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Quotes from Up From Slavery: An Autobiography by Booker T. Washington
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 Current Search - Institute in Up From Slavery: An Autobiography
1  This was not so at Hampton Institute.
Up From Slavery: An Autobiography By Booker T. Washington
Get Context   In Chapter VI.
2  My wife was also a graduate of the Hampton Institute.
Up From Slavery: An Autobiography By Booker T. Washington
Get Context   In Chapter IX.
3  I have spoken of my own experience in entering the Hampton Institute.
Up From Slavery: An Autobiography By Booker T. Washington
Get Context   In Chapter III.
4  This we succeeded in doing, and he is now the postmaster at the Tuskegee Institute.
Up From Slavery: An Autobiography By Booker T. Washington
Get Context   In Chapter IV.
5  Frissell, the present Principal of the Hampton Institute, General Armstrong's successor.
Up From Slavery: An Autobiography By Booker T. Washington
Get Context   In Chapter VII.
6  After hearing of the Hampton Institute, I continued to work for a few months longer in the coal-mine.
Up From Slavery: An Autobiography By Booker T. Washington
Get Context   In Chapter III.
7  Notwithstanding my success at Mrs. Ruffner's I did not give up the idea of going to the Hampton Institute.
Up From Slavery: An Autobiography By Booker T. Washington
Get Context   In Chapter III.
8  In addition to this, I gave private lessons to several young men whom I was fitting to send to the Hampton Institute.
Up From Slavery: An Autobiography By Booker T. Washington
Get Context   In Chapter IV.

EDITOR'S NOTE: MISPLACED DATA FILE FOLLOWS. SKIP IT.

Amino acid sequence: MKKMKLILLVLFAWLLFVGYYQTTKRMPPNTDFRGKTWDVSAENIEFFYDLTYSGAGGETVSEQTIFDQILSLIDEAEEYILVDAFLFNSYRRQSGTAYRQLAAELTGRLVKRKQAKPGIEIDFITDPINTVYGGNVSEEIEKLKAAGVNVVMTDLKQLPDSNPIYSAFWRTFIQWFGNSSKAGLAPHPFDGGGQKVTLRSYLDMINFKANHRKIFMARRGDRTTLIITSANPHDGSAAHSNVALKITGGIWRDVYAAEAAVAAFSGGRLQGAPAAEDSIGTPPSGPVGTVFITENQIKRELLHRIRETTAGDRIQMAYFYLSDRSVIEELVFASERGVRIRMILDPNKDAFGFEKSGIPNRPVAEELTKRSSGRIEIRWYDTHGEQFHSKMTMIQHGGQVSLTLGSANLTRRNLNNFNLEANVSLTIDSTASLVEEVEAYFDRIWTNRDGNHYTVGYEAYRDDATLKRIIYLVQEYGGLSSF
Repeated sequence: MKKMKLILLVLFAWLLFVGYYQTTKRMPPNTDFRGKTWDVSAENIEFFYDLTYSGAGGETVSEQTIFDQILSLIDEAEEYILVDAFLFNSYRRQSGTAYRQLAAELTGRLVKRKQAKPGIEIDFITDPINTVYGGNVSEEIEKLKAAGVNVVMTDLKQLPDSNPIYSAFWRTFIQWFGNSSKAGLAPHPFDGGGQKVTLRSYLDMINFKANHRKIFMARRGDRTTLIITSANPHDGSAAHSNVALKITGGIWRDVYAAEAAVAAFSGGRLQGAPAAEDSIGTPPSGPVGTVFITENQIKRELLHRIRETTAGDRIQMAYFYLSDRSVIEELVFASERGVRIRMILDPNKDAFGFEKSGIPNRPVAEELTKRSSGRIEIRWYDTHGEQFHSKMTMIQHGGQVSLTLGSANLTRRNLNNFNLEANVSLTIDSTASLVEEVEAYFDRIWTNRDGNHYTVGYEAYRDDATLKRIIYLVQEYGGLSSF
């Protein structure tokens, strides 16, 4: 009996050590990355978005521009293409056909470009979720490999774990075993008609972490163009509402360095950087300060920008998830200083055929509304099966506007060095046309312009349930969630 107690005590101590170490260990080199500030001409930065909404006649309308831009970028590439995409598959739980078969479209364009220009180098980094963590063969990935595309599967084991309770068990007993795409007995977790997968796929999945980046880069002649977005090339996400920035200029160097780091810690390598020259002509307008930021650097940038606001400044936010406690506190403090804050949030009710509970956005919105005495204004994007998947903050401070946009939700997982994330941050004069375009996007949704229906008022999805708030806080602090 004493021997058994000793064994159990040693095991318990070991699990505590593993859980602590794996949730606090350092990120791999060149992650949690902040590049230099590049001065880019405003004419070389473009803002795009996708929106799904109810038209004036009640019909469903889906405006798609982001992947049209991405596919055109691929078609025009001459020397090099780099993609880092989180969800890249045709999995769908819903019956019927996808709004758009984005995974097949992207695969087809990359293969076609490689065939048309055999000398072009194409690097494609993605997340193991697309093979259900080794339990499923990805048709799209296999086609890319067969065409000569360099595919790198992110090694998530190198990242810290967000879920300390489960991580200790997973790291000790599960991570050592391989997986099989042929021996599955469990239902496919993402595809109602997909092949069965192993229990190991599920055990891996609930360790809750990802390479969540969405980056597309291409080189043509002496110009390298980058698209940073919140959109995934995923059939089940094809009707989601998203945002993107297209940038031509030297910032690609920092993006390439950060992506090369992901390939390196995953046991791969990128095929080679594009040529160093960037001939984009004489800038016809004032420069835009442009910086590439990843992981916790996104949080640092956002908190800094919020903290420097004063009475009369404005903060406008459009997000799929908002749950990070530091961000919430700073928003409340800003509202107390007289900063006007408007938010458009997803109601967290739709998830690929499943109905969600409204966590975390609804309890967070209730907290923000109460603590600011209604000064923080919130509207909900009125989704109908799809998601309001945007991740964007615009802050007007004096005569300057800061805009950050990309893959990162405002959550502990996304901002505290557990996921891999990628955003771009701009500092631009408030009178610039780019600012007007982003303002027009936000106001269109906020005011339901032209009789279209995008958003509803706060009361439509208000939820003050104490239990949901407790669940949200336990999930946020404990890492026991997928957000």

9  I sometimes feel that almost the most valuable lesson I got at the Hampton Institute was in the use and value of the bath.
Up From Slavery: An Autobiography By Booker T. Washington
Get Context   In Chapter III.
10  When he returned from Hampton, we both combined our efforts and savings to send our adopted brother, James, through the Hampton Institute.
Up From Slavery: An Autobiography By Booker T. Washington
Get Context   In Chapter IV.
11  As soon as possible after reaching the grounds of the Hampton Institute, I presented myself before the head teacher for an assignment to a class.
Up From Slavery: An Autobiography By Booker T. Washington
Get Context   In Chapter III.
12  Marshall, the Treasurer of the Hampton Institute, putting the situation before him and beseeching him to lend me the two hundred and fifty dollars on my own personal responsibility.
Up From Slavery: An Autobiography By Booker T. Washington
Get Context   In Chapter VIII.
13  Within a few days a reply came to the effect that he had no authority to lend me the money belonging to the Hampton Institute, but that he would gladly lend me the amount needed from his own personal funds.
Up From Slavery: An Autobiography By Booker T. Washington
Get Context   In Chapter VIII.
14  At the institution I attended there was no industrial training given to the students, and I had an opportunity of comparing the influence of an institution with no industrial training with that of one like the Hampton Institute, that emphasizes the industries.
Up From Slavery: An Autobiography By Booker T. Washington
Get Context   In Chapter V.
15  As they went on describing the school, it seemed to me that it must be the greatest place on earth, and not even Heaven presented more attractions for me at that time than did the Hampton Normal and Agricultural Institute in Virginia, about which these men were talking.
Up From Slavery: An Autobiography By Booker T. Washington
Get Context   In Chapter III.
16  He conceived the idea of starting a night-school in connection with the Institute, into which a limited number of the most promising of these young men and women would be received, on condition that they were to work for ten hours during the day, and attend school for two hours at night.
Up From Slavery: An Autobiography By Booker T. Washington
Get Context   In Chapter VI.
17  General Armstrong had found out that there was quite a number of young coloured men and women who were intensely in earnest in wishing to get an education, but who were prevented from entering Hampton Institute because they were too poor to be able to pay any portion of the cost of their board, or even to supply themselves with books.
Up From Slavery: An Autobiography By Booker T. Washington
Get Context   In Chapter VI.
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